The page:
As much as we might like to think so, Trudeau isn’t a Disney prince.
He’s human, and a powerful political figure.
Let your ideal go, and demand answers when you have questions, ask for retributions when promises are broken.
Disney princes are perfect.
People are not.
Cover Photo Credit: Mohammad Jangda/ Flickr (CC By 2.0)
By Mike Smith
Alabama SGA Presidential candidate Jared Hunter dropped a bomb on campus politics after he wrote a piece in The Crimson White acknowledging his Machine backing.
It was a bold, surprising act rarely seen among Machine supported candidates.
The response on social media so far has been a mixture of appreciation and support.
I am here to say that this should stop.
Don’t get my wrong, publicly announcing your Machine backing takes a lot of guts and the honesty Jared displayed should be admired.
But that doesn’t make his actions right.
No matter what is written in a Crimson White column, the fact still stands that The Machine acts as a vehicle for certain Greek students to pad their resume and has systematically oppressed women and minorities for a century.
I will remind you that The Machine has burned crosses on campus lawns, painted swastikas on university sidewalks, and literally physically assaulted an independent presidential candidate.
Within the past decade alone, The Machine has systematically suppressed numerous rape allegations among their members, tossed out FYC applications for black students after labeling them with the N-word, and delayed the racial integration of sororities until 2013.
Being associated with this organization is not something that can be written off in one column.
Having its support is not a cute, little trivia fact.
Being backed by The Machine is something to be ashamed of.
Over social media, I have heard plenty of people say that admitting to be a Machine candidate takes some real courage.
I vehemently disagree.
It takes real courage for my friends who stay in their Machine sororities even though they have verbally abused, socially ostracized, and personally threatened.
It takes real courage for Lillian Roth (the incumbent and prior Machine backed candidate) to run for re-election even after some of her best friends started working against her.
It takes real courage for Gene Fulmer to run a huge grassroots campaign in the face of two giant competitors.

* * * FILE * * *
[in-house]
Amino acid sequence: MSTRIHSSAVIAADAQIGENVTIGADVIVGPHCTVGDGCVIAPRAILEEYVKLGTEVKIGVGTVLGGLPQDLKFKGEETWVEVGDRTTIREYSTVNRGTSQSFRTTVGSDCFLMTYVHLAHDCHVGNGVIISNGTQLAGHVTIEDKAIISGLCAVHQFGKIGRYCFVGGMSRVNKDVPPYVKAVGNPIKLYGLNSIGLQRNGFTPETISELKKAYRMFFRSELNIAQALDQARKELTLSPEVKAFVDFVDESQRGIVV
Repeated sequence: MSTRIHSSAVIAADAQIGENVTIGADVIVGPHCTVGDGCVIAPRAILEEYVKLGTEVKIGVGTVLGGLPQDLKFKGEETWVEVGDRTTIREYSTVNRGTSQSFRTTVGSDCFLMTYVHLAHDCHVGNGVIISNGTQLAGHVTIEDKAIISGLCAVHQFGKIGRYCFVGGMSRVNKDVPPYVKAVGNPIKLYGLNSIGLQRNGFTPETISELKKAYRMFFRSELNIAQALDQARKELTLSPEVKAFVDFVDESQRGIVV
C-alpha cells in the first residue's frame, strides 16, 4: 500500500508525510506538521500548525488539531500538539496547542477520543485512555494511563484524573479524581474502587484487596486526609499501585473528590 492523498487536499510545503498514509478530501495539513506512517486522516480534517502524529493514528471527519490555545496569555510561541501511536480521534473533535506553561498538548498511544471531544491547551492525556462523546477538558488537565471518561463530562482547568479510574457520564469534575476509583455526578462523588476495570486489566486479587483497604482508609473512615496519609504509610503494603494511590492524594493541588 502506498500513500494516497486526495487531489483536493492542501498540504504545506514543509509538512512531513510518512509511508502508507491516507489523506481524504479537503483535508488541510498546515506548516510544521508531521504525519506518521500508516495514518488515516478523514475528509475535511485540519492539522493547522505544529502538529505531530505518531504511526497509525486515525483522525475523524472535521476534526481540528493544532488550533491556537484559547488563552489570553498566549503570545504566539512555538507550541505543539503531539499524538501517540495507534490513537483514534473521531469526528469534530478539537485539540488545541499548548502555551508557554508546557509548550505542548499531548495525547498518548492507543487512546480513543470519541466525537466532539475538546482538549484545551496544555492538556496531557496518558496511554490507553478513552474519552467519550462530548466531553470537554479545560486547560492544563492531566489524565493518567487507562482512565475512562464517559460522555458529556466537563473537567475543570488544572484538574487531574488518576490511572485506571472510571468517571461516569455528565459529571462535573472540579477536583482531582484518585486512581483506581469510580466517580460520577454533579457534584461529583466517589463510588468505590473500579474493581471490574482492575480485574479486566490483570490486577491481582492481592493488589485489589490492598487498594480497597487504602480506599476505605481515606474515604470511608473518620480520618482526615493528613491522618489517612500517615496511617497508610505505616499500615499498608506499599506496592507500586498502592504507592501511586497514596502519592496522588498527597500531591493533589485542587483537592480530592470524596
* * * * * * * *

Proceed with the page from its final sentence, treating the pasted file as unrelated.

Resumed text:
It doesn’t take real courage to admit something everyone already knew.
Cover Photo: The University of Alabama/ Facebook
If President Trump repeals the Affordable Care Act (ACA), both of my parents will lose their care.
Right now, I’m sitting at the airport in Kansas City, waiting to board my flight back to Washington.
I spent the weekend advocating for the ACA in Topeka with the Save My Care campaign and Senator Bernie Sanders.
Since the ACA became law in 2010, Republicans have called for repealing it ad nauseam.
Now that they hold the White House and both chambers of Congress, they have promised to act swiftly in scrapping health care.
They claim that it isn’t helping people, and that it costs too much.
But the reality is that repealing the ACA means as many as 30 million Americans would lose their care — my parents included. Further, rolling back the law would actually increase the federal deficit by $353 billion over 10 years.
That said, the most important consideration concerning ACA repeal is how this would affect the lives of everyday Americans.
We must focus our attention on how repealing health care could be the difference between pain and suffering, and wellbeing and happiness.
Both of my parents are self-employed.
My father is a landscaper and my mother operates our small family farm.
Growing up, I was privileged to always have access to health care because California’s Healthy Families program provided an affordable option for children in working class families.
My parents only had to pay about $12 per month to cover my brother and me.
However, given my parents’ working class income level, purchasing their own health insurance was beyond what they could afford.